Google Wallet rollout going "kind of slow," Google rep says

And adding credit cards to Google Wallet is slower than normal

Google Wallet has run into technical glitches, although the extent of the problems is not clear.

Google's Web site says the new mobile payment service is having "slower than normal wait times to add [credit and debit] cards to Google Wallet."

Also, Google Wallet over-the-air updates to Nexus S smartphones are going slowly and the app did not reach all users by late Friday, when Google had said last week the update would be rolled out.

A Google Help Desk representative named Dave said via phone on Saturday at 7:36 a.m. (ET): "The [Google Wallet] rollout is kind of a slow rollout. They are still working on that. There's no specific time frame for when it will be complete. You should see it soon."

Computerworld called the Help Desk to see why a Nexus S phone in hand had not received the Google Wallet by Friday night, four days after Google Wallet was officially launched .

Two Google spokesmen were asked to comment on the status of the rollout and the wait times for adding cards to Google Wallet, but did not respond as of mid-day Saturday.

A Google spokeswoman had said Wednesday, that "100% of users should have the update by EOD Friday" after earlier saying the update would be completed on Wednesday.

Google launched Google Wallet last week, saying there would be an over-the-air rollout of the Google Wallet app and that the service was "now available on Nexus S 4G on Sprint."

A Sprint spokesman referred inquiries about the rollout to Google. Other partners in the venture could not be reached to comment.

Lengthy wireless software rollouts are common, usually taking several days so networks won't get jammed, analysts said. Google and various Android smartphone wireless carriers have come under fire for requiring Android OS version updates, but mainly for promising the rollouts would start at a certain time and then delaying the start of the rollout.

Consumer Reports blogged on Wednesday that Google had rushed to get the first digital wallet on the market, adding that Google's "promotional promises seem to have gotten a little ahead of themselves."

Such a delay might not normally be a concern, except that Google and its partners -- Sprint, MasterCard, Citi and First Data -- put enormous time and money into the Google Wallet app.

The idea of being first in the U.S. with a major rollout using Near Field Communications technology inside smartphones is notable. The stakes are high: the long-term future of mobile wallets is expected to be lucrative, worth many billions of dollars in the U.S., to banks that collect transaction fees and to technology companies such as Google that receive revenues for making coupons and other offers available to users.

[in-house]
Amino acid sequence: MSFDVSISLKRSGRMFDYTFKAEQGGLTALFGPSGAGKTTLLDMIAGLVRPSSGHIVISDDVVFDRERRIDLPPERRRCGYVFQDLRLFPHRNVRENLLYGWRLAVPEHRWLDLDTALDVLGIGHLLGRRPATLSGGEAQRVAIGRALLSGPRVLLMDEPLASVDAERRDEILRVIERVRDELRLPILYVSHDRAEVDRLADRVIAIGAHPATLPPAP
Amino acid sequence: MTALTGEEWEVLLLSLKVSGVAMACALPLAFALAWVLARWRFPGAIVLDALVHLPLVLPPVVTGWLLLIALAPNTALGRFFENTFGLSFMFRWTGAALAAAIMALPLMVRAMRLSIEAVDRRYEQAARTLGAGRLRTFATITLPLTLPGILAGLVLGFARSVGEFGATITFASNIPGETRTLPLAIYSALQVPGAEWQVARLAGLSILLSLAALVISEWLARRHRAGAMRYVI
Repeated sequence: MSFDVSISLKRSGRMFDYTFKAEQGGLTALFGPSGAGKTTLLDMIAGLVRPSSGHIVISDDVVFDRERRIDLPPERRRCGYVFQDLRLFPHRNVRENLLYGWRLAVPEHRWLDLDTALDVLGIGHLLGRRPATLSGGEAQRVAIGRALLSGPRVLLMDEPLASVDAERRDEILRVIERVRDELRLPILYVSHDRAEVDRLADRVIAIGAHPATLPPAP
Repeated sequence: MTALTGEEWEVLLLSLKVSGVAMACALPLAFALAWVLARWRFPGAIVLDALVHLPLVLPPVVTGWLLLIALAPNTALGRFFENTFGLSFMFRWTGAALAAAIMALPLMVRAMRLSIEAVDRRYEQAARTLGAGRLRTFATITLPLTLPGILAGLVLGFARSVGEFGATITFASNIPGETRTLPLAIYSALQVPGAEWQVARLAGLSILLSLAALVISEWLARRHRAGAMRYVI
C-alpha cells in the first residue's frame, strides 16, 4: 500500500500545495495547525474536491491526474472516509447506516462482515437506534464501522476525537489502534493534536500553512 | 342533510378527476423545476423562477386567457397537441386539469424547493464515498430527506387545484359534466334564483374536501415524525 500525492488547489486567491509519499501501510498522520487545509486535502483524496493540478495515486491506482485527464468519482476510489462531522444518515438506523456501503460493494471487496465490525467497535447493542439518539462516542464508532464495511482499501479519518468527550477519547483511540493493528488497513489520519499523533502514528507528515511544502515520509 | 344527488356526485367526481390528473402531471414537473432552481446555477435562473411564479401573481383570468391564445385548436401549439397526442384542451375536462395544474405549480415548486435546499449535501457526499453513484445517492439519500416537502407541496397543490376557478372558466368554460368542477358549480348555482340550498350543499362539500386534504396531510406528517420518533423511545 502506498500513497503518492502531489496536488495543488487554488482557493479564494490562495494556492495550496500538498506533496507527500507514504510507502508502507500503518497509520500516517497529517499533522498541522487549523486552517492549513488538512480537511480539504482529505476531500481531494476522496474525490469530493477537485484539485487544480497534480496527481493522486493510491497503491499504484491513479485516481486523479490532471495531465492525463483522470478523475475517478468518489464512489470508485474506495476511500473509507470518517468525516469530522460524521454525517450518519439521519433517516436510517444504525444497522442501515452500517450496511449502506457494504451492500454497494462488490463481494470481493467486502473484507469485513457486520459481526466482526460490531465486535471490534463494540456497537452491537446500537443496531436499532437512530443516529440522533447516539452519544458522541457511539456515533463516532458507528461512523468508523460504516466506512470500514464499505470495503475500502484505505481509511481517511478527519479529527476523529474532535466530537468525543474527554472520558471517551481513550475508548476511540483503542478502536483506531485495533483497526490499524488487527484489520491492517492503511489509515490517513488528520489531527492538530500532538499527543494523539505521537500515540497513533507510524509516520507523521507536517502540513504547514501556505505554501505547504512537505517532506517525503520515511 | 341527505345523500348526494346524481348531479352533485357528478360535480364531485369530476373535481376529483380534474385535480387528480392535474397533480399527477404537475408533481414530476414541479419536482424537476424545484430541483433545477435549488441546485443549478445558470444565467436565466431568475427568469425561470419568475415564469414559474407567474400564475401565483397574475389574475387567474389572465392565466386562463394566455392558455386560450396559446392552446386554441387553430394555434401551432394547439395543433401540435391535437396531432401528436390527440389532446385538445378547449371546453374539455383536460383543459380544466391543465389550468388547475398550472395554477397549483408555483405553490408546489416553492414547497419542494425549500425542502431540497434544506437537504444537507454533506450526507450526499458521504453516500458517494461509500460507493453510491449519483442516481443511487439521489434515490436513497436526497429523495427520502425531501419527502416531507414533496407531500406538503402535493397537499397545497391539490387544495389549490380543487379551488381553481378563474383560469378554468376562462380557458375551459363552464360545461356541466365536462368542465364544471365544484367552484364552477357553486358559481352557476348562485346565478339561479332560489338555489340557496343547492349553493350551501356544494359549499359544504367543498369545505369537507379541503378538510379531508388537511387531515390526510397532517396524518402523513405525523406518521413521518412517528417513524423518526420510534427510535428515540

Analysts questioned how serious the delay really is, and how many users are already connected. They also questioned whether the wait times for adding credit cards could be a sign of a bigger problem with the complex network, systems and the money exchange infrastructure behind Google Wallet.

The Google Wallet Web site first posted a notice on Wednesday of the problem in adding credit cards to the app, the same notice that was still live today.

Matt Hamblen covers mobile and wireless, smartphones and other handhelds, and wireless networking for Computerworld. Follow Matt on Twitter at @matthamblen or subscribe to Matt's RSS feed . His e-mail address is mhamblen@computerworld.com .

Read more about mobile apps and services in Computerworld's Mobile Apps and Services Topic Center.

Join the Good Gear Guide newsletter!

Error: Please check your email address.

Tags Mobile Apps and ServicesGoogleconsumer electronicssmartphonesfinanceFinancial Servicesindustry verticals

Struggling for Christmas presents this year? Check out our Christmas Gift Guide for some top tech suggestions and more.

Keep up with the latest tech news, reviews and previews by subscribing to the Good Gear Guide newsletter.

Matt Hamblen

Computerworld (US)

Most Popular Reviews

Follow Us

Best Deals on GoodGearGuide

Shopping.com

Latest News Articles

Resources

GGG Evaluation Team

Kathy Cassidy

STYLISTIC Q702

First impression on unpacking the Q702 test unit was the solid feel and clean, minimalist styling.

Anthony Grifoni

STYLISTIC Q572

For work use, Microsoft Word and Excel programs pre-installed on the device are adequate for preparing short documents.

Steph Mundell

LIFEBOOK UH574

The Fujitsu LifeBook UH574 allowed for great mobility without being obnoxiously heavy or clunky. Its twelve hours of battery life did not disappoint.

Andrew Mitsi

STYLISTIC Q702

The screen was particularly good. It is bright and visible from most angles, however heat is an issue, particularly around the Windows button on the front, and on the back where the battery housing is located.

Simon Harriott

STYLISTIC Q702

My first impression after unboxing the Q702 is that it is a nice looking unit. Styling is somewhat minimalist but very effective. The tablet part, once detached, has a nice weight, and no buttons or switches are located in awkward or intrusive positions.

Latest Jobs

Shopping.com

Don’t have an account? Sign up here

Don't have an account? Sign up now

Forgot password?